Recent Books: May 19th

The Martian, by Andy Weir. An enjoyable book, very good physics feel and plausible problems. It’s a mostly solo adventure, a bit of a shipwrecked feel updated to really hostile environs. There some good internal development and a number of interesting peripheral characters. It’s well done, though it lacked the total Wow! that many reported feeling from it.

Basically, it’s a great disaster repair struggle; lots of competent, creative problem solving. It only goes wrong in the Earth chapters; the sustained attention on his plight struck me as… very surprising. Particularly sustained over so many months. (A 20 day countdown, I could envision getting a chyron, but sustained year plus interest seems… difficult in this distractable world.) The politics of mission control seem reasonable, though the characters feel much thinner.

Girl in the Road by Monica Byrne. A fascinating near future; the world has gently shifted its focus to India and Africa. The cultures are interesting, as are the parallels between the two stories. It’s weird and surreal (particularly the modern Meena story), while Mariama’s story is more steadily straightforward, though from a younger viewpoint.

Actually, this review lends a great pull quote: My experience reading The Girl in the Road by Monica Byrne can be boiled down to: this was an amazing novel until it wasn’t anymore. I loved the world and setup; the characters, particularly the unreliable narrators, were interesting. Meena’s story was the one I most identified with, which makes her breakdown revelation at the end incredibly bitter. Mariama’s story was less engaging, probably because she was so young and (after making the decision to flee) so acted upon.

While this one only mostly worked, I’ll be interested to see what else the author puts out in the future.

Several issues of the Fate Codex. (Mostly a quick reread and skim for my upcoming Fate Deyrni scenario.)

Tigerman by Nick Harkaway. A compelling, interesting read, with a bigger than expected twist near the end that makes you reconsider the whole first 2/3rds of the book. It was well done.

Mancreu is a fascinating place; I’m curious about how much is grounded in reality, and how much is the world specific response to the disasters. It’s a fascinating setting; an idyllic near paradise crossed with a lawless megacorporate protectorate. Lester is a very interesting guy, way over his head, in what feels like a sleepy PR role that spins out of control. His relationship with the boy is the book’s heart. He’s a good man, troubled by difficult past.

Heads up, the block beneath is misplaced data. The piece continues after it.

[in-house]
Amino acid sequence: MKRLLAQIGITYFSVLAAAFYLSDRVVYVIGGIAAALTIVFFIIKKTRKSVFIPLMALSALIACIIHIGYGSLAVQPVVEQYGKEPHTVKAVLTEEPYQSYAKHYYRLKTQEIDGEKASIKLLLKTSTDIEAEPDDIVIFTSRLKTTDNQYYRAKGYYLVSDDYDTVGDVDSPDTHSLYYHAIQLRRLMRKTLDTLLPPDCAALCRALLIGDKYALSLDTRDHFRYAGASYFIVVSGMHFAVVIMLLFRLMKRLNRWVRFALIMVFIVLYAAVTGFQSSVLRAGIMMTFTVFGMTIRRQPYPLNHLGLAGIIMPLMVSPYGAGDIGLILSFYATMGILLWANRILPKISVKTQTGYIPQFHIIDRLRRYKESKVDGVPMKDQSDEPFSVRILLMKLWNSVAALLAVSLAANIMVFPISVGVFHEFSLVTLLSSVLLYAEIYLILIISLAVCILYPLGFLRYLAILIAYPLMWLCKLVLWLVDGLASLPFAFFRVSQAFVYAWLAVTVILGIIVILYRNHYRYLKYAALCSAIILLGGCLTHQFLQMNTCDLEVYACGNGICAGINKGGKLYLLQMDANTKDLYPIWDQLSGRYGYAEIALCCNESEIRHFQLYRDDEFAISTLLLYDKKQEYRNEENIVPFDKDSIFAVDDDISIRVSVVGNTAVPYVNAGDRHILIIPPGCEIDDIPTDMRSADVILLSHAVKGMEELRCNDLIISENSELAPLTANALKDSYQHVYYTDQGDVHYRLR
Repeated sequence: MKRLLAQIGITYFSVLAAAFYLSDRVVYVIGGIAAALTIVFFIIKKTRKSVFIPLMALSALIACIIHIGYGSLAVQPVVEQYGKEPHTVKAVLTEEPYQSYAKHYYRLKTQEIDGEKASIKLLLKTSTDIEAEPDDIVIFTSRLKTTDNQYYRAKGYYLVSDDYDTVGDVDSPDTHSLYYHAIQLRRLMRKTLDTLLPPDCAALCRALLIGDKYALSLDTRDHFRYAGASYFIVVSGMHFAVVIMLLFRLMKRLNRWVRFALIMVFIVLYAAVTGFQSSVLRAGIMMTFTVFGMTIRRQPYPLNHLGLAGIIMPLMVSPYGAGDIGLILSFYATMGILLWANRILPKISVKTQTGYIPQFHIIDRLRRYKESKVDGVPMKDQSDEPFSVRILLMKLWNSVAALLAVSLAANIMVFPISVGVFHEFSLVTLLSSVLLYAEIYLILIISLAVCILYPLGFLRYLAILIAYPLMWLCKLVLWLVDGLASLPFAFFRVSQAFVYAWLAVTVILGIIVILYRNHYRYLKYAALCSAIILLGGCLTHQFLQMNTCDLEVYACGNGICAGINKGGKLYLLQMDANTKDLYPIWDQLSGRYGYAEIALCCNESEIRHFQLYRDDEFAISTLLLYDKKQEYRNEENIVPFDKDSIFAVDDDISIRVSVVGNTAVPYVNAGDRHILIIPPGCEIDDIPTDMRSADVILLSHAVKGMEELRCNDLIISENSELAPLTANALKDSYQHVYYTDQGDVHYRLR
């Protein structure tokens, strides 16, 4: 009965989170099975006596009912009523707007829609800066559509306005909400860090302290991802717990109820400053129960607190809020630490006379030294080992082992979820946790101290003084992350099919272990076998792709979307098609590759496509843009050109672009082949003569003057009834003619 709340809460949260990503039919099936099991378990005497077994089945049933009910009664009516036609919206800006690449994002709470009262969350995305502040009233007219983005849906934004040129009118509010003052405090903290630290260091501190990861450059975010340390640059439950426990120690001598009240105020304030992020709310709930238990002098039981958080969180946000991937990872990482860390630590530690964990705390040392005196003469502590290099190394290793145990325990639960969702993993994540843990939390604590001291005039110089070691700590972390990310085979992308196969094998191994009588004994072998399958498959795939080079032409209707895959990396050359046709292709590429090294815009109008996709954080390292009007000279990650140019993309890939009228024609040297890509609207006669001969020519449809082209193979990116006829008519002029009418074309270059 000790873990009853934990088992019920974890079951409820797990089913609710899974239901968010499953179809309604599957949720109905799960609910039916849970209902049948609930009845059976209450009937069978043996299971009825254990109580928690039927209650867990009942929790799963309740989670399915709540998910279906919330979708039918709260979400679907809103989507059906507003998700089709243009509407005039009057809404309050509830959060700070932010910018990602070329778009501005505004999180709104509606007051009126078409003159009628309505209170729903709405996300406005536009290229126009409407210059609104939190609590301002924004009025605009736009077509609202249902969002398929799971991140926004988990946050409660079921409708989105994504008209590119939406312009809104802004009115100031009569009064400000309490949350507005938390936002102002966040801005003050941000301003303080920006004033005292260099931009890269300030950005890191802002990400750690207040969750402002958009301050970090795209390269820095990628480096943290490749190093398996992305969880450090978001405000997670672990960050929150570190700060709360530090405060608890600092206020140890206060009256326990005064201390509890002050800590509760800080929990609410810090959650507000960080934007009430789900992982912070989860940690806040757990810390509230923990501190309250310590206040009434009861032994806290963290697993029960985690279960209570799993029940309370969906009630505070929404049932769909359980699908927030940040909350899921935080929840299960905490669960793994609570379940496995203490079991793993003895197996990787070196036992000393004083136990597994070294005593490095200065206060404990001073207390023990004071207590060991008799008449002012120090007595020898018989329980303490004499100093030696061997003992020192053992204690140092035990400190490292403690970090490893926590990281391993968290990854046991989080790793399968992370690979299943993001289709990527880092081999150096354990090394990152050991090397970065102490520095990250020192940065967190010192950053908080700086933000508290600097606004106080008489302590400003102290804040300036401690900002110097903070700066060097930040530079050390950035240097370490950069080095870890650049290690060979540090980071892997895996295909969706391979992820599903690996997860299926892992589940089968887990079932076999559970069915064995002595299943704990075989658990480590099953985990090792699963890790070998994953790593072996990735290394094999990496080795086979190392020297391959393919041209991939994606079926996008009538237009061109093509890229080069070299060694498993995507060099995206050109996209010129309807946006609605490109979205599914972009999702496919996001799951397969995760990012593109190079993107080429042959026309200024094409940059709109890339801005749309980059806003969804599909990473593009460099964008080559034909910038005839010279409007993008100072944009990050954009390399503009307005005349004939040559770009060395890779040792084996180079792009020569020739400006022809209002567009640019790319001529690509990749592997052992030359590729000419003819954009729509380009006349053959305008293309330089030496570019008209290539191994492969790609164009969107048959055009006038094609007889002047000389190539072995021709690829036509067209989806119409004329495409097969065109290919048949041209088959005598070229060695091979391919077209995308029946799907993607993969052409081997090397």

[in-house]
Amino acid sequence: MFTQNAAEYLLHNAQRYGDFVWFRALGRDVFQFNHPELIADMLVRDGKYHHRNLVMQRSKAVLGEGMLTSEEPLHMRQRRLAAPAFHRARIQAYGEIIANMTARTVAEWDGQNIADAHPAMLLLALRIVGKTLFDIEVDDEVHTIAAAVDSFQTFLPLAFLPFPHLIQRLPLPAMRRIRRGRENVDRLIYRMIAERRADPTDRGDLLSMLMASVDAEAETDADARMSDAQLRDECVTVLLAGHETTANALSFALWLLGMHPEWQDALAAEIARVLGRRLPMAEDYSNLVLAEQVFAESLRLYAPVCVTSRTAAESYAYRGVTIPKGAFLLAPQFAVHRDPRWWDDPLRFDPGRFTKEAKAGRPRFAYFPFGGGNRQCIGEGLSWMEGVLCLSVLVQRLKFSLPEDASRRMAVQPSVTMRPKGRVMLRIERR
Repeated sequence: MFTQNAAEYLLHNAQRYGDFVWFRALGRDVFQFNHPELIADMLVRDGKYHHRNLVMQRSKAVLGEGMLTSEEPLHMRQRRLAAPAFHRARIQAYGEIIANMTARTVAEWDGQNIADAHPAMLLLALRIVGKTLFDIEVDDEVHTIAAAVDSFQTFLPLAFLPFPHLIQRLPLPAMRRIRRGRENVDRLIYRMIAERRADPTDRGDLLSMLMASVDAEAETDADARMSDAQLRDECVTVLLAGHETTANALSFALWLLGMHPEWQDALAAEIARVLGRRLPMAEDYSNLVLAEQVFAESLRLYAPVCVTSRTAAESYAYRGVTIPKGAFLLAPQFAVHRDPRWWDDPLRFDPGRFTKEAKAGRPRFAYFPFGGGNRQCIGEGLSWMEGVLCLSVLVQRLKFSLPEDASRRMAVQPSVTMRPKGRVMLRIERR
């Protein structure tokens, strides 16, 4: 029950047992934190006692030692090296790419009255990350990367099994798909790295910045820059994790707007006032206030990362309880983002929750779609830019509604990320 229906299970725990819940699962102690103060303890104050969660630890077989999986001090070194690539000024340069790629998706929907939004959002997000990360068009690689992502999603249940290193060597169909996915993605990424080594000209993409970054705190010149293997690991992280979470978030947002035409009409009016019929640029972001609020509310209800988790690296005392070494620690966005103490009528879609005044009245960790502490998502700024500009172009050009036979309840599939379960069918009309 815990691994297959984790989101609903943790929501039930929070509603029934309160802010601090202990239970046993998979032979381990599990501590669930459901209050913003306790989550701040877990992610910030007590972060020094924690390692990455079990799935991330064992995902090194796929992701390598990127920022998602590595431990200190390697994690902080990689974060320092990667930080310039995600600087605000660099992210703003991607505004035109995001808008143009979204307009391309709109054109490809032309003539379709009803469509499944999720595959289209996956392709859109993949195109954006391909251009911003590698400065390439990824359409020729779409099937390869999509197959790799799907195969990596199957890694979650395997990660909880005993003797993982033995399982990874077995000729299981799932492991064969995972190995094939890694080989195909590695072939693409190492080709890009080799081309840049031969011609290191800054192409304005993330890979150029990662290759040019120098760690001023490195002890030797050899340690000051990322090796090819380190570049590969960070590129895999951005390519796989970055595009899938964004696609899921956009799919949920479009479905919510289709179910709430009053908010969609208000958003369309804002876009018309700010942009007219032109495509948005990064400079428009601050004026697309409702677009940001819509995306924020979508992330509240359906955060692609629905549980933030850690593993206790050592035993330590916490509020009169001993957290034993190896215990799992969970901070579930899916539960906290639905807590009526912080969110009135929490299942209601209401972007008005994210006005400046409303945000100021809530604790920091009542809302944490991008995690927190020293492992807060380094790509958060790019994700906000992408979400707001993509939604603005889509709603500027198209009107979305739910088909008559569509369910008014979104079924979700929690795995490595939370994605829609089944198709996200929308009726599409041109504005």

Traitor’s Blade by Sebastien De Castell a (reread). The book flowed smoothly, and was difficult to put down at times. It’s a subtle magic setting, with a great swashbuckling feel. The downfall of the Greatcoats is complete before the book begins, but you wince as it takes place in flashbacks concurrent with the advancing plot of ducal schemes.

The next book, Knight’s Shadow is due out next week. I’m looking forward to it!

Uses for Boys by Erica Lorraine Scheidt

A brief trip into out of the land of fantasy and science fiction. This book is scary in an “everything hangs together so plausibly” way.

It’s the story of a girl from ages 12 – 16. It’s a tale of alienation and peer pressure, of the stories you tell and the stories you live. Anna path is disheartening (drop out to become a waitress at 16), but it flows realistically from her relationships with her mom and everyone around her.

Anna, her mom, and most of her friends are in untenable places that are big enough to swallow lives. We all know the dissatisfaction that can creep in, the hollow that wants filling. Anna’s journey is quiet and painful in many places, but it rings hauntingly authentic.

I was going to mention that the book does this without invoking abusive parents or siblings, which is true… but there is a scene of disturbing rape in the quiet hours after a party that could be triggering. If you can handle that, it’s a book I recommend to everyone.

Packing for Mars: The Curious Science of Life in the Void by Mary Roach

Packing for Mars was an interesting book, full of anecdotes. Unfortunately, the book is almost entirely “Life in the Void”–history and interviews with former astronauts, but not a lot of the science specific to a Mars expedition. (There is a lot of overlap–in many ways, Mars is just an even longer weightless journey–but if there are special unique to leaving the Earth’s neighborhood concerns, they kind of fell away.)

It’s a great book for people interested in space flight today with a side of missteps along the way. If you’re interested in people and the trials of food and waste receptacles in space, it’s really your book. Unfortunately, the title had me anticipating something different.

Three Recent Books

I recently read three books; here are quick notes that I may later expand.

From the library, Federations an anthology by John Joseph Adams. Skilled, consistent, mostly sci-fi, but the actual Federations/political angle wasn’t as dominant as I expected.

A recent purchase: Fantasy Issue 58, the Women Destroy Fantasy! special issue. This was more mixed, with 4 new short stories, 4 reprints, a novel excerpt, and several discussions, essays, and other non-fiction.

An old book that I stumbled across was Angry Black White Boy or, The Miscegenation of Macon Detornay by Adam Mansbach. While Macon is pretty far out, I understand the stereotype the author is calling on much better now. In some ways, I’ve felt the same strain to belong in a more significant way that being acknowledged as separate but harmless. (Though my experience is usually as a man on the fringes of feminist discussion.)